With contrasts one and two, we investigated a general learning effect. As expected, in contrast 1, explicit pseudowords elicited more amygdala activity than novel pseudowords, bilaterally x = 31, y = -10, z = -14, t(33) = 2.26, k = 56 voxels, p = 0.015 corrected. Contrast 2 was not significant, showing similar amygdala activity for less well-learned pseudowords and novel pseudowords. Contrast 3 tested for effects of pseudoword affect, independent of learning success. As expected, arousing-negative pseudowords elicited more amygdala activity than neutrally linked pseudowords x = -22, y = -8, z = -9, t(33) = 3.19, k = 108, p = 0.002 corrected. Contrast 4 tested for effects of explicit learning. There was no difference in amygdala activity between explicitly learned and less well-learned arousing-negative pseudowords. With contrasts five to seven, effects of acquired affect were investigated for pseudowords that are not well learned or remembered. As expected (and in line with contrast 3), contrast 5 showed that arousing-negative pseudowords elicited more bilateral amygdala reactivity than neutral pseudowords x = -30, y = 4, z = -14, t(33) = 2.45, k = 71, p = 0.010. However, contrast 6 (less well-learned neutral pseudowords vs. novel words), contrast 7 (less well-learned arousing-negative pseudowords vs. novel pseudowords) and contrast 8 (neutral pseudowords vs. novel pseudowords) did not yield significant results. (See Table 1 for a clear arrangement of all results above).
Trait Anxiety as Covariate
The ROI-analysis of the bilateral amygdala with trait anxiety as covariate revealed a significant contrast 1 (explicitly learned pseudowords vs. novel pseudowords, see Figure 3). Explicitly learned pseudowords elicited more amygdala activity than novel pseudowords in the bilateral amygdala, and this effect was positively related to measures of trait anxiety x = 32, y = 5, z = -21, t(32) = 2.62, k = 111 voxels, p = 0.007. Importantly, and contrary to the analysis without covariate, contrast 2 (less well-learned pseudowords vs. novel pseudowords) also yielded significant results x = 31, y = 2, z = -19, t(32) = 2.42, k = 77 voxels, p = 0.011, positively related to trait anxiety. Contrast 3 (arousing-negative pseudowords vs. neutral pseudowords) was also significant x = 34, y = -7, z = -11, t(32) = 2.74, k = 55 voxels, p = 0.005. Hence, arousing-negative pseudowords elicited more amygdala activity than neutral pseudowords, and this was positively related to trait anxiety. As in the analysis without covariate, contrast 4 (explicitly learned arousing pseudowords vs. less well-earned arousing pseudowords) was not significant. Contrast 5, comparing arousing-negative and neutral pseudowords that were not learned well, was significant x = 32, y = -7, z = -9, t(32) = 2.16, k = 47 voxels, p = 0.019. The arousing-negative pseudowords elicited more amygdala reactivity than the neutral pseudowords, again, positively related to measures of trait anxiety. Contrast 6 (less well-learned neutral pseudowords vs. novel pseudowords), however, was not significant. But contrast 7 (less well-learned arousing-negative pseudowords vs. novel pseudowords) and contrast 8 (neutral pseudowords vs. novel pseudowords), were highly significant (contrast 7: x = 31, y = 0, z = -23, t(33) = 3.25, k = 207 voxels, p < 0.001; contrast 8: x = 31, y = 4, z = -19, t(32) = 3.39, k = 116 voxels, p < 0.001. Hence, pseudowords that were less well learned elicited more amygdala reactivity than novel pseudowords, independent of the linked affect. This was positively related to measures of trait anxiety. See Table 2 for an overview of all regression analysis results and Figure 3 for a visualization of the spatial extension of amygdala activation of contrast 1.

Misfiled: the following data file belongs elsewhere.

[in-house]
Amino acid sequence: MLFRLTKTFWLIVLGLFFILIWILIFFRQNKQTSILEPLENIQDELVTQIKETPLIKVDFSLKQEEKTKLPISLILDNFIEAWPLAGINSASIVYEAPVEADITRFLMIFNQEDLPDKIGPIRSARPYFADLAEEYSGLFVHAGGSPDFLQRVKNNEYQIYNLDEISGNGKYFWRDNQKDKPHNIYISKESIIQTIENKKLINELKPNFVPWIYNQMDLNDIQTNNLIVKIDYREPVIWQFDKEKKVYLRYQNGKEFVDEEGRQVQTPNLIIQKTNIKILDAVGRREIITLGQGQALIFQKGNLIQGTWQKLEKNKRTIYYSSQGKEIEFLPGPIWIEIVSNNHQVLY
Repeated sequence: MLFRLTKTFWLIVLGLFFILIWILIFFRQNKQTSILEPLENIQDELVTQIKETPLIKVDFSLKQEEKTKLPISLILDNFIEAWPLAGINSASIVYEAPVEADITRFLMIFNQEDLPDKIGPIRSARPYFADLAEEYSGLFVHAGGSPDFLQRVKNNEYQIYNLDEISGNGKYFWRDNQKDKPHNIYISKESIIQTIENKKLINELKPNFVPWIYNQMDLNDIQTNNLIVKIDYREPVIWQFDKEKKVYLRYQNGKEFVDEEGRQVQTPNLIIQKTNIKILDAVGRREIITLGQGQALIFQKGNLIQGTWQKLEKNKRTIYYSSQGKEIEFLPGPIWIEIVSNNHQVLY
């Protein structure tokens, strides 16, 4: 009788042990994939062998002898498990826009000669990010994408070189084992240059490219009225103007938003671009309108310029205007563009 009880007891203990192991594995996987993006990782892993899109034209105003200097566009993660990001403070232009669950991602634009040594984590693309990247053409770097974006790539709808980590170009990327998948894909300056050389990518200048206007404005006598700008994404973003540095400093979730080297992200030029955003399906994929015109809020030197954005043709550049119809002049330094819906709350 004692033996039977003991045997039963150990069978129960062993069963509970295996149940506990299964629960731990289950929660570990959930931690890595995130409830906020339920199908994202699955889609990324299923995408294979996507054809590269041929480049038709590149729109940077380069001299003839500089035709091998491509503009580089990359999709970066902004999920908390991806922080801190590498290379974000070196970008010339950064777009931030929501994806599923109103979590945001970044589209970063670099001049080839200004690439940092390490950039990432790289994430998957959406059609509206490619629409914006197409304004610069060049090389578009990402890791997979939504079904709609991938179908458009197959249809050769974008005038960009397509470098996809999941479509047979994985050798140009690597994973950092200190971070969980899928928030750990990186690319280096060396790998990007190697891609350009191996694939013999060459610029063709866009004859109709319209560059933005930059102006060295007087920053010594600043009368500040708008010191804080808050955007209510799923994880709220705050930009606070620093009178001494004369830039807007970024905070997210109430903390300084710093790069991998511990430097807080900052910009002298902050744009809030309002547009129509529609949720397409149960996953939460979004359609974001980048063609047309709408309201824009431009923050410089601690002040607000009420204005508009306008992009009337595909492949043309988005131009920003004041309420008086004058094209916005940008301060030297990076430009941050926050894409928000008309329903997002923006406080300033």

FIGURE 3. Coronal, sagittal and axial view depicting activation extension of one example contrast; supra-threshold voxels are shown in red. Region of interest (ROI)-analysis with trait anxiety as a covariate for the bilateral amygdala; contrast 1: Explicitly learned pseudowords > novel pseudo words (x = 32, y = 5, z = -21).